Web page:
I keep hearing about the 50-day, 100-day and 200-day moving averages. What do they mean, how do they differ from each other, and what causes them to act as support or resistance?

By Casey Murphy AAA
A:

Whether you are using the 50-day, 100-day or 200-day moving average, the method of calculation and the manner in which the moving average is interpreted remain the same. A moving average is simply an arithmetic mean of a certain number of data points. The only difference between a 50-day moving average and a 200-day moving average is the number of time periods used in the calculation. The 50-day moving average is calculated by summing up the past 50 data points and then dividing the result by 50, while the 200-day moving average is calculated by summing the past 200 days and dividing the result by 200. (To learn more, see our Moving Averages tutorial.)

As the question implies, many technical traders use these averages as an aid in choosing where to enter or exit a certain position, which then causes these levels to act as strong support or resistance. Simple moving averages (SMA) are often viewed as a low-risk area to place transactions, since they correspond to the average price that all traders have paid over a given time frame. For example, a 50-day moving average is equal to the average price that all investors have paid to obtain the asset over the past 10 trading weeks (that is, over the past two and a half months), making it a commonly used support level. Similarly, the 200-day moving average represents the average price over the past 40 weeks, which is used to suggest a relatively cheap price compared to the price range over most of the past year. Once the price falls below this average, it may act as resistance because individuals who have already taken a position may consider closing the position to ensure that they do not suffer a large loss.

Critics of technical analysis say that moving averages act as support and resistance because so many traders use these indicators to inform their trading decisions. For more on this debate, see Can technical analysis be called a self-fulfilling prophecy?

RELATED FAQS

  1. What does a double bottom tell a trader about the overall trend?

    Learn how a double bottom pattern forms on a price chart and why many traders consider double bottoms to be a sign of reversal ...
  2. What are the main differences between a double top and a double bottom?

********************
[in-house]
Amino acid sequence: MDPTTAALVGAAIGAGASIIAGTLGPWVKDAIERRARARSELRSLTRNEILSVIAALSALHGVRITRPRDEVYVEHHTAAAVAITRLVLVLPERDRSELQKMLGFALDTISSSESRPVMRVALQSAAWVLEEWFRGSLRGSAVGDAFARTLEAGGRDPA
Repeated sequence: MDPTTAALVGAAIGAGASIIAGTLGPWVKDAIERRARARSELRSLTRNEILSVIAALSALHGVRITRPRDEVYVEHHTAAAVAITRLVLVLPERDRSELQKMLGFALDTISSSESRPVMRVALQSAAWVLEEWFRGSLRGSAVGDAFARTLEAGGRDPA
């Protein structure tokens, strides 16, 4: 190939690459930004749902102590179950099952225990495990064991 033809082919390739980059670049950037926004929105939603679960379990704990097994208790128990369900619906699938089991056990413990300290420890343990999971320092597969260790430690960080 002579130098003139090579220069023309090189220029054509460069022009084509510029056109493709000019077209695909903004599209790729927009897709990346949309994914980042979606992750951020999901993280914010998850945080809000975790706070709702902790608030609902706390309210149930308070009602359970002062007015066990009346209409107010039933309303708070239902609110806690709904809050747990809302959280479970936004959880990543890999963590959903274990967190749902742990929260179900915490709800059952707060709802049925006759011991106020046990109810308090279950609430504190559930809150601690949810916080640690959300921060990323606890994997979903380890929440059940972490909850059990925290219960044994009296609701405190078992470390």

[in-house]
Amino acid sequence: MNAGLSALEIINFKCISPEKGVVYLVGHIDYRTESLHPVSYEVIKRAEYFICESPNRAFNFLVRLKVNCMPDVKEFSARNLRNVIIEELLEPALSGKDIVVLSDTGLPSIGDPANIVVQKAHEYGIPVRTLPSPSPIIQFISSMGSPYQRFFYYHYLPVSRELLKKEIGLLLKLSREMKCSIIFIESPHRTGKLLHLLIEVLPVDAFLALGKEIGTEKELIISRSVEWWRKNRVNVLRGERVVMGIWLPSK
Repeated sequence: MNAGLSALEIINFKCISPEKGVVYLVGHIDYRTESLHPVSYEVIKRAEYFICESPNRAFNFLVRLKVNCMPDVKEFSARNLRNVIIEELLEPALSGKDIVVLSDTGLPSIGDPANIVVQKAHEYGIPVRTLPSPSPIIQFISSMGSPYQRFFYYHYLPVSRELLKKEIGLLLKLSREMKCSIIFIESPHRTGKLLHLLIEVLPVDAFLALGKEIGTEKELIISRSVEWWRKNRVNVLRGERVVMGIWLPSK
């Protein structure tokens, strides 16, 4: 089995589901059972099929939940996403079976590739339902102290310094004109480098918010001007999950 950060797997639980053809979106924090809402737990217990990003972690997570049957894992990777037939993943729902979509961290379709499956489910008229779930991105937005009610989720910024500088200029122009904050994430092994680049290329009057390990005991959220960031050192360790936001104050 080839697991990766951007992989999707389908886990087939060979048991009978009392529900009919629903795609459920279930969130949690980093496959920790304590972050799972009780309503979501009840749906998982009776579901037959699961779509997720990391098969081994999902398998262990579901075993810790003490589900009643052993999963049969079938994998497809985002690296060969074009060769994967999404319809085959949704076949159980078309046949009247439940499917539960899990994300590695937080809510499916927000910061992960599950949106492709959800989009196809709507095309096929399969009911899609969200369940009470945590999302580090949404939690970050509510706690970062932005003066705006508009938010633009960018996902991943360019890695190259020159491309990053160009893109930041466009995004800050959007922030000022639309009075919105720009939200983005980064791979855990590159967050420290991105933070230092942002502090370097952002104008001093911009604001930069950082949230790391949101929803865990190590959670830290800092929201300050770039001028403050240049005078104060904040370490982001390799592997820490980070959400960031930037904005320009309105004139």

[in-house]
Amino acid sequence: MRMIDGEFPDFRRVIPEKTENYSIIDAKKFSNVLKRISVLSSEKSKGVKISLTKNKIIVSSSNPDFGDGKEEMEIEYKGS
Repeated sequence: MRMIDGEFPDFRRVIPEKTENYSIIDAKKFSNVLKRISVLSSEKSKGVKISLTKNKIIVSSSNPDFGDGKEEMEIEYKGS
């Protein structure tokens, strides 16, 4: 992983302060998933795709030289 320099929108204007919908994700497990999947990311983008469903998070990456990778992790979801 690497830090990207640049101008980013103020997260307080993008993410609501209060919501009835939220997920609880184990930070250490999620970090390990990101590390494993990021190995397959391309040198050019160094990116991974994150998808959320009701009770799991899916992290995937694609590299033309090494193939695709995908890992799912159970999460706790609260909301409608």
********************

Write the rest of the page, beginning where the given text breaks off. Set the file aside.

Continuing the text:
Identify double tops and double bottoms, and learn what each could mean for the security's current price trend. Discover ...
  3. What are common trading strategies used when identifying a double bottom

    Use simple, low-risk trading strategies to take advantage of a double bottom formation. Traders typically take one of these ...
  4. What is a common price target when identifying a double bottom?

    Learn how to identify a double bottom stock pattern and where to set a target selling price point to get the most out of ...
RELATED TERMS
  1. Appraised Equity Capital

    The excess of the market value of an asset over its book value. ...
  2. Asset Valuation Review (AVR)

    A process that establishes an estimate of the value of a failed ...
  3. Derived Investment Value (DIV)

    A valuation methodology used to calculate the present value of ...
  4. Forex Spread Betting

    A category of spread betting that involves taking a bet on the ...
  5. Mass Index

    A form of technical analysis that looks at the range between ...
  6. Money Flow Index - MFI

    A momentum indicator that uses a stock’s price and volume to ...

You May Also Like

Related Articles
  1. Forex Strategies

    How to Build A Forex Trading Model

  2. Trading Systems & Software

    The Best Technical Analysis Trading ...

  3. Trading Strategies

    Is the Stock Correlation Strategy Effective?

  4. Trading Strategies

    Not All Online Trading Brokers Are Created ...

  5. Trading Strategies

    Novice Trading Strategies

Trading Center